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I Was Left Out of My Father’s Will !

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Q.  I am in a state of shock. I have just discovered that my late father – who was a widower – has left me out of his will. I have one other sibling, a brother, to whom everything was left. When I spoke to my brother – the sole executor and beneficiary under the will – he just shrugged his shoulders. I think it is so unfair. Is there anything I can do?


A.  Yes there is. Under Section 117 of the Succession Act 1965 an application can be made to the Court by a child of a person who has made a will and if the Court feels that the person who made the will has failed in his/her moral duty to make proper provision for that child in accordance with his/her means, whether by will or otherwise, the Court may order that such provision shall be made for the child out of the estate as the Court thinks just.

The matter will be considered from the point of view of a prudent and just parent, taking into account the position of each of the children of the person making the will and any other circumstances which the Court believes to be of assistance.

Not every application under Section 117 will be successful and you cannot bring an application where everything is left to the surviving spouse and that surviving spouse is your mother or father.  The duty can also be discharged by gifts or settlements made by the deceased during his/her lifetime to the child in question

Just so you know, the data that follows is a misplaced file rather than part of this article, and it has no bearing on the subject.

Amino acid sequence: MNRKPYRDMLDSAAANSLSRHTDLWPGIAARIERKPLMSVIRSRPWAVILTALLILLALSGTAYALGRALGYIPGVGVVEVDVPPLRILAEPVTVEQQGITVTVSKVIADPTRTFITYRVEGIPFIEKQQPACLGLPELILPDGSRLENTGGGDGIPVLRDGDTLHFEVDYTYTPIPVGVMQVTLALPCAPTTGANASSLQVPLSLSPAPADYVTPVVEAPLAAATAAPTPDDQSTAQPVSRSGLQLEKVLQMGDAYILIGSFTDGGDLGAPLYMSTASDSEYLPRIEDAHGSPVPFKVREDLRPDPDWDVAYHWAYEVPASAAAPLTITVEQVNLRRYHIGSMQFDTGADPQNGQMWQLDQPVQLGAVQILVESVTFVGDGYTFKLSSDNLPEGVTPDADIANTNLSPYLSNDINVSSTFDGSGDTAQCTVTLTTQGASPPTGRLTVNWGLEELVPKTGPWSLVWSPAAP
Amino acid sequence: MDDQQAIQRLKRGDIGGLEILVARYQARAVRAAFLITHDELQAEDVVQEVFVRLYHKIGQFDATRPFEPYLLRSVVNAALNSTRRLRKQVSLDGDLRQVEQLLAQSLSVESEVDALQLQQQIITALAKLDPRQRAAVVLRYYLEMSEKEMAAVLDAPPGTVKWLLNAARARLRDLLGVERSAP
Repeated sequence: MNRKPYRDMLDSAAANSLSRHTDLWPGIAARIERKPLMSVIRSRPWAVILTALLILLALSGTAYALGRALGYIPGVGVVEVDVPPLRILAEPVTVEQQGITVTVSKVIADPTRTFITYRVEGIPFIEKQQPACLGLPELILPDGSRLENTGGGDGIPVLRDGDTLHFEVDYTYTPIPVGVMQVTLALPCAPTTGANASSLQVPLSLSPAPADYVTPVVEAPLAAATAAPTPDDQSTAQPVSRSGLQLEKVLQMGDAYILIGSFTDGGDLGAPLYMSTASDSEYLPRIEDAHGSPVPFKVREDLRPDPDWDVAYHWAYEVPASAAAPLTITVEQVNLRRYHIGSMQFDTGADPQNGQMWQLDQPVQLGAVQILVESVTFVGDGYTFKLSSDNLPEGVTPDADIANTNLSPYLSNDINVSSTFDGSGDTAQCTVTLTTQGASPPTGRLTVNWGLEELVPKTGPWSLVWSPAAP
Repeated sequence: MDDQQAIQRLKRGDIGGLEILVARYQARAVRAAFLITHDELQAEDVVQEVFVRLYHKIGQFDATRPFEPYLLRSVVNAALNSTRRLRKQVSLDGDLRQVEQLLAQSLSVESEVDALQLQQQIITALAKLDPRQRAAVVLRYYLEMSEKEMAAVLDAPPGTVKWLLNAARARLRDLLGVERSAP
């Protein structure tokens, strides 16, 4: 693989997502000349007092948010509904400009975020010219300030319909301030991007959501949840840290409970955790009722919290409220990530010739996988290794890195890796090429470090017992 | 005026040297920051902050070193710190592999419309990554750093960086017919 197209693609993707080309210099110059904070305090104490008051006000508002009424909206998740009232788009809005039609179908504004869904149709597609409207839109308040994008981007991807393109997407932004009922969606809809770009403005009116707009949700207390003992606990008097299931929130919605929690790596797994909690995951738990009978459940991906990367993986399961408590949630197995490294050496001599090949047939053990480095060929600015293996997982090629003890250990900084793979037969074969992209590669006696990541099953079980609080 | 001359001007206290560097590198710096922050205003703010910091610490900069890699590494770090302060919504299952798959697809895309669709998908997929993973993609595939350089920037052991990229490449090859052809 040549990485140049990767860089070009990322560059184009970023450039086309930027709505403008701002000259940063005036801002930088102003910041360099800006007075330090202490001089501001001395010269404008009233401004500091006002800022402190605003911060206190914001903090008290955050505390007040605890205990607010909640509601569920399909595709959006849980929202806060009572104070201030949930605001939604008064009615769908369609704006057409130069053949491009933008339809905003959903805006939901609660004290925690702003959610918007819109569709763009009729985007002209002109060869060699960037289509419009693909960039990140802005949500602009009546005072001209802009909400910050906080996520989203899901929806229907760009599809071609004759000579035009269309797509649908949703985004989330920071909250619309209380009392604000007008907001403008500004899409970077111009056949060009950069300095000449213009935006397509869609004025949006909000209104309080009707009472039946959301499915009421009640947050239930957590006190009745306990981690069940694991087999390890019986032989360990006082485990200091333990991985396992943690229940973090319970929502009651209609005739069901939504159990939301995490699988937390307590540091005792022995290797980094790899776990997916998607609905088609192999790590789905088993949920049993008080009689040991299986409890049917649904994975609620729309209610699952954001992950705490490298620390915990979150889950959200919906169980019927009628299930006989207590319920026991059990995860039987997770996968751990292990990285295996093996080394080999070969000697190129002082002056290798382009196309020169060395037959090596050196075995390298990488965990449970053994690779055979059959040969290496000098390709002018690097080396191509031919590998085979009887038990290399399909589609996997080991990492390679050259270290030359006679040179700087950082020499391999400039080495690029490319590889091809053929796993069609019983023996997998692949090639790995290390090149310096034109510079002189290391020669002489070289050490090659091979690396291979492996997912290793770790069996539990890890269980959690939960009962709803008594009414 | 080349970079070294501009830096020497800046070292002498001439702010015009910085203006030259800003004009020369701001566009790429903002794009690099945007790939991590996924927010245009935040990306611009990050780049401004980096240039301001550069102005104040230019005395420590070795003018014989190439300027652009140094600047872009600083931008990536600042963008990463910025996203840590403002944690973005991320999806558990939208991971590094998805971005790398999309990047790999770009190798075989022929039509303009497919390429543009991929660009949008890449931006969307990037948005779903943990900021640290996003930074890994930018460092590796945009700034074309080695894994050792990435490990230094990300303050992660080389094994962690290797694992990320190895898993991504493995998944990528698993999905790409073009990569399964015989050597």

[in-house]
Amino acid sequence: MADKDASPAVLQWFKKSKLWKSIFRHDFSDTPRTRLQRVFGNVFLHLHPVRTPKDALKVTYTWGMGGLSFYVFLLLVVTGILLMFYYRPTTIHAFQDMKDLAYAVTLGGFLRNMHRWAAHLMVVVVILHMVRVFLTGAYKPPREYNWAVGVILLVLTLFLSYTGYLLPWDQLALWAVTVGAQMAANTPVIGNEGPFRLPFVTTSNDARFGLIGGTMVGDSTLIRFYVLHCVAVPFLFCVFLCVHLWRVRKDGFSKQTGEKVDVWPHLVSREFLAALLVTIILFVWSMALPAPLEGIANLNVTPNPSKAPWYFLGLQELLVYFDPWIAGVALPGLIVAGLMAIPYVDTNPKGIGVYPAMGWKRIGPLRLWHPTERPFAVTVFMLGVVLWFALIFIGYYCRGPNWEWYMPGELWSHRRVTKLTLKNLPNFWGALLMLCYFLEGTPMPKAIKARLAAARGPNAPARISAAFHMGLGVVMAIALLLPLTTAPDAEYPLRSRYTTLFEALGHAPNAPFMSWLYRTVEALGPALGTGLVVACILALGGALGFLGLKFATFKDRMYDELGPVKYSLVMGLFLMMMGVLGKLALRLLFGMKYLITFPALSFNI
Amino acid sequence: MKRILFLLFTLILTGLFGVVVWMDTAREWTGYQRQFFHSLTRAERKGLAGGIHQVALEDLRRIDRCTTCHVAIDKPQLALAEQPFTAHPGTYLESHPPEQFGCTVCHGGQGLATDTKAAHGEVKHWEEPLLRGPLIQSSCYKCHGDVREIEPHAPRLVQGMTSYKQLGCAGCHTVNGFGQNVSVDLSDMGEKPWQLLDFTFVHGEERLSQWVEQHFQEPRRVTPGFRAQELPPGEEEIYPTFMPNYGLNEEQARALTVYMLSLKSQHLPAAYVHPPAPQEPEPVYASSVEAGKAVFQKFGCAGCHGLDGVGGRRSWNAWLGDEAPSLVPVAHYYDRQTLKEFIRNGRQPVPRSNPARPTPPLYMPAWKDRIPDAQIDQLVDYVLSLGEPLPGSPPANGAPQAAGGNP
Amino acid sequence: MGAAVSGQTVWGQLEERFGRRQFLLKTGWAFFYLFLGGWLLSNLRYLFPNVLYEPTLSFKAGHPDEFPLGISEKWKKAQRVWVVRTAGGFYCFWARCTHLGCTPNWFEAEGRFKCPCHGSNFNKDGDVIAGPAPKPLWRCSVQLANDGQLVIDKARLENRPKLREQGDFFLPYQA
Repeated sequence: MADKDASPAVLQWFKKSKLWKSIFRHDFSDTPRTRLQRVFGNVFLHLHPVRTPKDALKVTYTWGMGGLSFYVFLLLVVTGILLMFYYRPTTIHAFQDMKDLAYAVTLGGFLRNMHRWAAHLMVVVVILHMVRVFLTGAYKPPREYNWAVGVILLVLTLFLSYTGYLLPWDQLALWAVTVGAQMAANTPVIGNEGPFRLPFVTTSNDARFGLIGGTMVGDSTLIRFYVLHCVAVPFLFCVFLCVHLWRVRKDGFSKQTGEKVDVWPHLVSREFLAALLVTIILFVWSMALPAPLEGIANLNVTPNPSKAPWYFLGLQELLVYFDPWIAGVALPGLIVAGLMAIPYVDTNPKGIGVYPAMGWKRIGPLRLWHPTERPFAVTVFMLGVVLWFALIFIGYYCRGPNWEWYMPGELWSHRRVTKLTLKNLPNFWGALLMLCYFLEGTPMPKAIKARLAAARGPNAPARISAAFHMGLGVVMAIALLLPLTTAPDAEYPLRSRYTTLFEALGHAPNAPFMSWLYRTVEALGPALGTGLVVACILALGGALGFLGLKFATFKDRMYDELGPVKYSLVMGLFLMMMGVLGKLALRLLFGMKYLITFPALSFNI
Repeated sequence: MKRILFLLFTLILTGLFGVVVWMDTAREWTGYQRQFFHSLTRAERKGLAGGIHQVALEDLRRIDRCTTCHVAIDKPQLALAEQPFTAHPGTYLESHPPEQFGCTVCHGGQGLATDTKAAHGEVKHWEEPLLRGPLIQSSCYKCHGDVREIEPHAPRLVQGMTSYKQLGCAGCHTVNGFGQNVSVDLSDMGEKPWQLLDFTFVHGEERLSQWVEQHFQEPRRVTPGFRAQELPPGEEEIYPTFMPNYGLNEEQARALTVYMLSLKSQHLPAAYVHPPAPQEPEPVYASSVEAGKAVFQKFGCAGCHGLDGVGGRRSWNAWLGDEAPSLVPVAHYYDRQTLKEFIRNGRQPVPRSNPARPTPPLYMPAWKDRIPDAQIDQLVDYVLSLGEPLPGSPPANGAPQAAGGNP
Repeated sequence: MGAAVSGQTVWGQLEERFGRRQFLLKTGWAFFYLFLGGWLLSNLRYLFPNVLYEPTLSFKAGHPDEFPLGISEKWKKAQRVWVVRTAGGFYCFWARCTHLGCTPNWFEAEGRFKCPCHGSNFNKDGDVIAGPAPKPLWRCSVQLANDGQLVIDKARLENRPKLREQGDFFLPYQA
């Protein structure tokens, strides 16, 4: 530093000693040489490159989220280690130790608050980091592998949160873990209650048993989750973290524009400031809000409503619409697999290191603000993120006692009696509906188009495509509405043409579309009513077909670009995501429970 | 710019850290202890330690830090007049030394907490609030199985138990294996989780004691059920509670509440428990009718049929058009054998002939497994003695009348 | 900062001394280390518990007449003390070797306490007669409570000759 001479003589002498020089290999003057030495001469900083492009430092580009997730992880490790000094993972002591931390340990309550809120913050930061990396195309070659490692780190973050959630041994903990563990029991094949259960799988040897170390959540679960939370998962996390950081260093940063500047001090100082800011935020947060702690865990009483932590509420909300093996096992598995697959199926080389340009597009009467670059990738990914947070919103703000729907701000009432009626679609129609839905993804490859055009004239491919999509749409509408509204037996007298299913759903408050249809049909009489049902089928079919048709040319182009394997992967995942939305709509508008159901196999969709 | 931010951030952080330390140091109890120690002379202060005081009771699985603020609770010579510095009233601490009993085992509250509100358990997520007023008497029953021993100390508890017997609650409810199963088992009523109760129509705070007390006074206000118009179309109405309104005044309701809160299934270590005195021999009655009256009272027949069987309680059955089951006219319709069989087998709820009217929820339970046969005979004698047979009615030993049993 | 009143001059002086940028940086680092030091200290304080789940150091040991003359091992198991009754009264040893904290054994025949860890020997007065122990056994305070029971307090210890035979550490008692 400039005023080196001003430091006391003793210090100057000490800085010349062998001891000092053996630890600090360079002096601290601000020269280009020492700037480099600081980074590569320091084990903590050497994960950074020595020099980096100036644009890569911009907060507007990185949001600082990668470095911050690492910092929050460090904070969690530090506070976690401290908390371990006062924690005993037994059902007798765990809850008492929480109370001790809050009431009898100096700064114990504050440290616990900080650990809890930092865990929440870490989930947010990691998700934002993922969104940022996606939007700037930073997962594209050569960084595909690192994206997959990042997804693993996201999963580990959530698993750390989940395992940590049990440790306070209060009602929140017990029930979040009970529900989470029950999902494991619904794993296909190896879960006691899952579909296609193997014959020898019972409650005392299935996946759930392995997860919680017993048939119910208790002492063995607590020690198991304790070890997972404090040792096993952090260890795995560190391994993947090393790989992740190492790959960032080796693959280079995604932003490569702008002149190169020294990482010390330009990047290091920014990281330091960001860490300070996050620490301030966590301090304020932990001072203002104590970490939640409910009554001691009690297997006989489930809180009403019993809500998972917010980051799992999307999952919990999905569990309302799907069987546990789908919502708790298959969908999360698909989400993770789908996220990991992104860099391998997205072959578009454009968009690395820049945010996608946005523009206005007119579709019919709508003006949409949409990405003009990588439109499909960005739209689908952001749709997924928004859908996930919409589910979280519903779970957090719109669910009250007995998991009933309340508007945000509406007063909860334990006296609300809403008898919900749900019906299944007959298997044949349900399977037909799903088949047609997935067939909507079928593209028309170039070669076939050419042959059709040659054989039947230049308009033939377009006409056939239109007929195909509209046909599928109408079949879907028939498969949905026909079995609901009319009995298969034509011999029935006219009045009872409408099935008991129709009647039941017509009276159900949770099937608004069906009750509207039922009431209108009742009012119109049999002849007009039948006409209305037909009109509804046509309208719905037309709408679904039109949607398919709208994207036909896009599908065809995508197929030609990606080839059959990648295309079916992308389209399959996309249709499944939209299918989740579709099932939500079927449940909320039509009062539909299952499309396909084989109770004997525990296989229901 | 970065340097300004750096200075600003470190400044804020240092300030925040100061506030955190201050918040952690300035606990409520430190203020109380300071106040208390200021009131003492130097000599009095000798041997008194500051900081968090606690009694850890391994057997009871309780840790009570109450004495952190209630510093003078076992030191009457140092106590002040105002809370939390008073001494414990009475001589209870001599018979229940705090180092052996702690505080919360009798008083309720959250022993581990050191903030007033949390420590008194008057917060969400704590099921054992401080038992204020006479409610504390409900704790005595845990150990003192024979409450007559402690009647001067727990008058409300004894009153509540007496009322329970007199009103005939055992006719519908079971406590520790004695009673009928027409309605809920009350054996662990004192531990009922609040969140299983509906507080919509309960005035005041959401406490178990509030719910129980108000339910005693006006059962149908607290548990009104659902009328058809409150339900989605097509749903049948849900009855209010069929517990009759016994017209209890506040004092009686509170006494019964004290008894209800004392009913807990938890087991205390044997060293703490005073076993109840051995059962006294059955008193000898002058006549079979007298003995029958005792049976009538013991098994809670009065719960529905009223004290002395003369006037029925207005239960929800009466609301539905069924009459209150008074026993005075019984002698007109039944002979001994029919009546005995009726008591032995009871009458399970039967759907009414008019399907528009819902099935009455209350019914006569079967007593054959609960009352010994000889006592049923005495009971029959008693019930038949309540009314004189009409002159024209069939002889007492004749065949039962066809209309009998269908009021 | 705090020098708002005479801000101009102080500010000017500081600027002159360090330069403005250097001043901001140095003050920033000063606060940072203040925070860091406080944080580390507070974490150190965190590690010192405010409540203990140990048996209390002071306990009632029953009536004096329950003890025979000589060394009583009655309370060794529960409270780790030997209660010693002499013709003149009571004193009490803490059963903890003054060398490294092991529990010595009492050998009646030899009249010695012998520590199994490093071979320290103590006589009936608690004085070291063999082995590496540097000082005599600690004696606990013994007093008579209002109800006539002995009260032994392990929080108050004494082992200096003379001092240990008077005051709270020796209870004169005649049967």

In the present circumstances you should consult with a Solicitor sooner rather than later as there is a time limit. The application has to be made within six months of the Grant issuing in your late father’s estate.

Incidentally there is no obligation on your brother as executor to notify you that you can apply to Court in this regard.


LegalEagleStar ,  Tuesday,  8th February ,  2011

Written by LegalEagleStar

February 8, 2011 at 3:17 pm

I’m so Depressed

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Q   I  AM  feeling very depressed at the moment as I am writing this note from my hospital bed.

Last Saturday week I was knocked from my bicycle. I was taken by ambulance here to hospital. I can remember being hit by this car which didn’t stop. There were no witnesses.  Is there anything I can do ?


A   FORTUNATELY , Yes. A personal injury solicitor can take instructions from you even as you sit in your hospital bed.

He/she will have your accident fully investigated in order to ascertain the facts before proceeding. Presumably the Gardai would also be involved. If the motorist can be found he/she would be the defendant. If would appear unlikely that the hit and run driver will be found, but don’t distress yourself as the Motor Insurance Bureau of Ireland must now deal with such cases.


THE STAR , Friday March 23, 1990

Written by LegalEagleStar

January 11, 2011 at 12:54 pm

Barred by Restaurant after fall (via LegalEagleStar)

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Q    SOME time ago I pursued a successful Insurance claim against a well-known Restaurant when I fell down their stairs due to their negligence. Last week I returned to the same Restaurant with some guests and was told that I was not welcome. In fact I was told that they were unwilling to serve me. Does the Restaurant have a right to do this? This incident caused me a great deal of embarrassment. A   UNFORTUNATELY the Restaurateur is quite within … Read More